In the United States, the overall cancer death rate has been steadily decreasing since the 1990s, with the reductions from 1991 to 2017 translating into more than 2.9 million cancer deaths avoided.
Cancer is not one disease, but a collection of diseases characterized by the uncontrolled growth of cells. The more we know about the contributions of the numerous individual factors and their interplay in influencing cancer development among all populations, the more precisely and effectively we can prevent and treat cancer.
The COVID-19 pandemic has disrupted cancer care for many people, causing concerns that the delays in screening, diagnosis, and treatment will cause thousands of additional deaths from cancer in the future.
In the United States, four out of 10 cancer cases and almost half of all cancer-related deaths are associated with preventable risk factors.
Research identifying how cancer arises and progresses has led to the development of screening tests that can be used for early detection of cancer and precancerous lesions. We need to develop new strategies to ensure optimal uptake of cancer screening.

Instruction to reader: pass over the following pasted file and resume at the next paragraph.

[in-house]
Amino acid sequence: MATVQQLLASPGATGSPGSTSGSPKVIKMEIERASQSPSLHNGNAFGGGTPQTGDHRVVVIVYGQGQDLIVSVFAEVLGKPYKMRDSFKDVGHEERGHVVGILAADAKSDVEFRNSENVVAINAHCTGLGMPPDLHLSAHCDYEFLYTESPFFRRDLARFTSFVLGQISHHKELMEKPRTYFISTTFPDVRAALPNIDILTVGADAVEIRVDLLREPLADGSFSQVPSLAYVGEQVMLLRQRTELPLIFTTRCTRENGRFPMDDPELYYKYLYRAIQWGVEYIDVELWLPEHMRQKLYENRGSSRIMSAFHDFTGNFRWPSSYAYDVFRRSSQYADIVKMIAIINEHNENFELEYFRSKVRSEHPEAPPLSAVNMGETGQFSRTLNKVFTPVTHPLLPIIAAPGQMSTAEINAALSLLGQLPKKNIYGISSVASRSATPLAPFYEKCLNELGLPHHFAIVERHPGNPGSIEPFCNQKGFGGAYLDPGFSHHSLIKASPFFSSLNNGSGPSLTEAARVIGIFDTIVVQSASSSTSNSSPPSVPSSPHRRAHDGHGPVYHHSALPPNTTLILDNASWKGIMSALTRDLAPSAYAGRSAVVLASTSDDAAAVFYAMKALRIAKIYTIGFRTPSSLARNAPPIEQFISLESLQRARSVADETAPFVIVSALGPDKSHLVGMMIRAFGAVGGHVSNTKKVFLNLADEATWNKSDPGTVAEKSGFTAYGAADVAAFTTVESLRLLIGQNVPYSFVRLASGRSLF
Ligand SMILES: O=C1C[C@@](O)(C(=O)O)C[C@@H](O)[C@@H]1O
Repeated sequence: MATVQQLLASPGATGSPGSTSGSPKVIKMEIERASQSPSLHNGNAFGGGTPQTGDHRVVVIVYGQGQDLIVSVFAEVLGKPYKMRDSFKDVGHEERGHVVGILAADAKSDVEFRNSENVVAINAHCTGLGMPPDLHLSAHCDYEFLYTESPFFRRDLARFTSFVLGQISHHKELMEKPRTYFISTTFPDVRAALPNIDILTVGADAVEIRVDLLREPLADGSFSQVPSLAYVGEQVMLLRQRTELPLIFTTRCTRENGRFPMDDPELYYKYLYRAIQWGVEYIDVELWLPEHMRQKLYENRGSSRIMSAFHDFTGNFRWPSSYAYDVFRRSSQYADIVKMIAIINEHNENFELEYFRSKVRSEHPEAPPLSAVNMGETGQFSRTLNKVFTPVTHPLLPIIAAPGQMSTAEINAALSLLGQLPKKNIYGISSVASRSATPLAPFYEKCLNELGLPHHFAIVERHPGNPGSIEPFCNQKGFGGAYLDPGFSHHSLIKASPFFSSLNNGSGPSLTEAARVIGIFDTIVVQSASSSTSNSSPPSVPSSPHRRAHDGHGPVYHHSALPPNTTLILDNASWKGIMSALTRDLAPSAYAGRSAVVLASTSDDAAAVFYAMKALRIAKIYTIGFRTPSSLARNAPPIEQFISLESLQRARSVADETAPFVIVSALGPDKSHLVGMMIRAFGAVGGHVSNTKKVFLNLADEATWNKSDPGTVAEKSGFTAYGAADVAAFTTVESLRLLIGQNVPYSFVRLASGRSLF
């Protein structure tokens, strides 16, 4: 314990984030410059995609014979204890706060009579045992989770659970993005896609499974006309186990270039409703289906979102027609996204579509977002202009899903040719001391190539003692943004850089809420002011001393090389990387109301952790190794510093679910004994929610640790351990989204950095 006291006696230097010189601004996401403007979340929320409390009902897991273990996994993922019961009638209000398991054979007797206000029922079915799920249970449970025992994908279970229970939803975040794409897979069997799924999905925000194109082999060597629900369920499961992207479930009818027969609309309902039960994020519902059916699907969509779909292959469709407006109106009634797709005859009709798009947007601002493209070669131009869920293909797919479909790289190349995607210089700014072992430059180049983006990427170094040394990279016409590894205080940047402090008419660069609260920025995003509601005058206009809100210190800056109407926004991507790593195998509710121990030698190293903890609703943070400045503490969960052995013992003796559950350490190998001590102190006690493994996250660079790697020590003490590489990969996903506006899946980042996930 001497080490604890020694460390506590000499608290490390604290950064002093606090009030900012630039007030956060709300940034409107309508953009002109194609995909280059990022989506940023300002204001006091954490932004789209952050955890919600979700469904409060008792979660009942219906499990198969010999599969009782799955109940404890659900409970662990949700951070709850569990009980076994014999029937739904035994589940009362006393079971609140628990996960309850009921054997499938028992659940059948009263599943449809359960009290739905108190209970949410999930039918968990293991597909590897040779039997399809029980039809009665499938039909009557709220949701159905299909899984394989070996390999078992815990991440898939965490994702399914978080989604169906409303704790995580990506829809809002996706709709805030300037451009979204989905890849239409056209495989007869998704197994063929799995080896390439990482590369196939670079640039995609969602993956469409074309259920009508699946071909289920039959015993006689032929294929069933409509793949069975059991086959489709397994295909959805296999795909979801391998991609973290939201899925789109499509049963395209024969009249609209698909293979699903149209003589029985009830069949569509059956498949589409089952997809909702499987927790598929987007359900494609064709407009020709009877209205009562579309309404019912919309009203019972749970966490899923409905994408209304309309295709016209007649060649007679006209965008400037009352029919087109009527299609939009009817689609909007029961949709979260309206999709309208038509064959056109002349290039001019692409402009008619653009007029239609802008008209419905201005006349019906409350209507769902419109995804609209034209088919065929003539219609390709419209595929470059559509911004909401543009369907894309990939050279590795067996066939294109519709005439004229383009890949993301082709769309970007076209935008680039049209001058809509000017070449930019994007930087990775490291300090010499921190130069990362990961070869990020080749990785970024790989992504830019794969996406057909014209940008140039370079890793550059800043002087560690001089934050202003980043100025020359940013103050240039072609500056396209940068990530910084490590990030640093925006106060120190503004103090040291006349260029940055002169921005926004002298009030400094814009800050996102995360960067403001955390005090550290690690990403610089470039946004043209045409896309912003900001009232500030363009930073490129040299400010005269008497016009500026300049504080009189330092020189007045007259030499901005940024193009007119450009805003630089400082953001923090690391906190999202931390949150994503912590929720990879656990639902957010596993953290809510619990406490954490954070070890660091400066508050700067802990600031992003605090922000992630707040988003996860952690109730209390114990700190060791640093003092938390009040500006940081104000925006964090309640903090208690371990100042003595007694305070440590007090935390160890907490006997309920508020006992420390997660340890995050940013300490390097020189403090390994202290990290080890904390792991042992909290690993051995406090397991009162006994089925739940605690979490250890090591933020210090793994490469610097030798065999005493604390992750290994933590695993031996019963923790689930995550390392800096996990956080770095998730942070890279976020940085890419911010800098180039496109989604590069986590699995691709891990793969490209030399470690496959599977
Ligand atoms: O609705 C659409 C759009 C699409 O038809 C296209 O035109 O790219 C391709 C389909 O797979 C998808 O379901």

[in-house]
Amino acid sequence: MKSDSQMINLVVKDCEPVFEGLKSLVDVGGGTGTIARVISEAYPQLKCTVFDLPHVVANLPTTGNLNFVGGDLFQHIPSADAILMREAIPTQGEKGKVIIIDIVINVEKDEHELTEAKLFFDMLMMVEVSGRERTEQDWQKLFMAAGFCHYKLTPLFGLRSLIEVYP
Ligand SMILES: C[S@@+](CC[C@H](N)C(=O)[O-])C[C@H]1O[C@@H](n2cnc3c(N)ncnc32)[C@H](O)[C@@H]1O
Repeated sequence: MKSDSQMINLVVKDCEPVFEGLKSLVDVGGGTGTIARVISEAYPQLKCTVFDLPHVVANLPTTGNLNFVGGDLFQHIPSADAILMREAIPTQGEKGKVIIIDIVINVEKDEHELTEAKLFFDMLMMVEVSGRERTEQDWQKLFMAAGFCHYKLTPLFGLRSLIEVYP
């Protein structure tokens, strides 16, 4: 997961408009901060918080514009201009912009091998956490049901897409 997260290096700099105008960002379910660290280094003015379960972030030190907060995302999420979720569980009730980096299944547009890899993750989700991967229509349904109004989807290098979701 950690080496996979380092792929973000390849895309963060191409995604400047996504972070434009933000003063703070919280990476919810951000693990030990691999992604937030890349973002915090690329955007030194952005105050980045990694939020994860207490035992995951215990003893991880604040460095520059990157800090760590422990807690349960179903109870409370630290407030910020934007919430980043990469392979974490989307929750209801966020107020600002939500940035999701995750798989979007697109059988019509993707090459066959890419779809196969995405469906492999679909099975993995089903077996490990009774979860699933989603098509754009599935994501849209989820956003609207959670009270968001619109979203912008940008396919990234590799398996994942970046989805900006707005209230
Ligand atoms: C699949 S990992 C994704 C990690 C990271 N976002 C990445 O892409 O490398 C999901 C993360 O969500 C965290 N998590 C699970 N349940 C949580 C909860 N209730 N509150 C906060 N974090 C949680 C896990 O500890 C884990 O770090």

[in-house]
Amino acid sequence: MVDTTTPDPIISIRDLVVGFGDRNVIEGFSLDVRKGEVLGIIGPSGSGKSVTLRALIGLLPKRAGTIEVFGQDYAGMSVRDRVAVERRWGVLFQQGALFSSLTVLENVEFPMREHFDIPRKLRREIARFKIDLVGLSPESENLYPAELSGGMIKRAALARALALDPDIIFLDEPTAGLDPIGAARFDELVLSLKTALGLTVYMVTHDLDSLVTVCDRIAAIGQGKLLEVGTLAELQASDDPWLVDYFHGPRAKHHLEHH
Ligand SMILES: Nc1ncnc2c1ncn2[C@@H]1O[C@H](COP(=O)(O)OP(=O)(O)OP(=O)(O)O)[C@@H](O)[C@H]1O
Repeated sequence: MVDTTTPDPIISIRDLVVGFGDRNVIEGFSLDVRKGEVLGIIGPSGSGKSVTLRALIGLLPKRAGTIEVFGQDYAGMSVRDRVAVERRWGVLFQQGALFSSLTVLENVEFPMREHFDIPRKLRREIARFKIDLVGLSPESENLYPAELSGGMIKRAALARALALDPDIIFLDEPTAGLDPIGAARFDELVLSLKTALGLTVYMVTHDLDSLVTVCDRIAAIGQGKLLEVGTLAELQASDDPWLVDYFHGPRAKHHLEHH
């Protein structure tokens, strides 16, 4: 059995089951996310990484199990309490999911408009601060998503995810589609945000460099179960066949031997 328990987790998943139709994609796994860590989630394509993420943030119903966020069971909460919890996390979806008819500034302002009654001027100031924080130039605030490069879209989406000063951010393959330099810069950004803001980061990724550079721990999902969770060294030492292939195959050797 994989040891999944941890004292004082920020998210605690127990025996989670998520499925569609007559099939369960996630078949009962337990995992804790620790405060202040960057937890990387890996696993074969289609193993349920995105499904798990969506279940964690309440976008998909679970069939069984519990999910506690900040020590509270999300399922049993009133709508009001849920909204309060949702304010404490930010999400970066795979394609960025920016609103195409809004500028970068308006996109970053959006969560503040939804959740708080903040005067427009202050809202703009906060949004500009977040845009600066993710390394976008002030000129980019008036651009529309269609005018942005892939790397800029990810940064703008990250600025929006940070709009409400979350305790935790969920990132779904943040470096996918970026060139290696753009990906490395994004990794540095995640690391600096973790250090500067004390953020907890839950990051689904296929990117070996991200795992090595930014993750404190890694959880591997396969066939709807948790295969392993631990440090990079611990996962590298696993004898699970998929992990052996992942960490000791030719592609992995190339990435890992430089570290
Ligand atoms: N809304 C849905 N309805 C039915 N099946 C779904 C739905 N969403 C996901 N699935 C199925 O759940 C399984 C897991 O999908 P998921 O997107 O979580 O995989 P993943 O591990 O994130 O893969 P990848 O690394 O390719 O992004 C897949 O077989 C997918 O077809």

Research that increases our understanding of the genetic, molecular, and cellular characteristics of cancer is continuing to spur advances in the treatment of cancer.
In the United States, there are more than 16.9 million people living with a history of cancer. It is vital that we identify the optimal way to provide comprehensive, coordinated care to all survivors of cancer to improve cancer-related outcomes and quality of life for all patients.
Cutting-edge technologies that fuel the full spectrum of cancer science from bench to bedside will accelerate the pace at which we increase our understanding of cancer biology while transforming the future of clinical practice.
Federal funding for medical research, most specifically through the NIH, NCI, and CDC has a significant impact on our nation’s health and the United States economy.
The AACR calls for robust, sustained, and predictable annual funding increases for NIH and NCI in FY 2021 and beyond. Such funding will transform cancer care, increase survivorship, spur economic growth, and maintain the United States’ position as the premier leader in scientific and medical research.
Antoni Ribas, MD, PhD: Anticipating More Progress for Patients with Cancer through Scientific and Technological Innovation
During the 20 years that I have been a physician-scientist, I have seen unparalleled advances in cancer science and medicine, and I am excited for the future. In the next 10 years, I expect that scientific discoveries will ignite another revolution in cancer treatment and further improve outcomes for patients with cancer.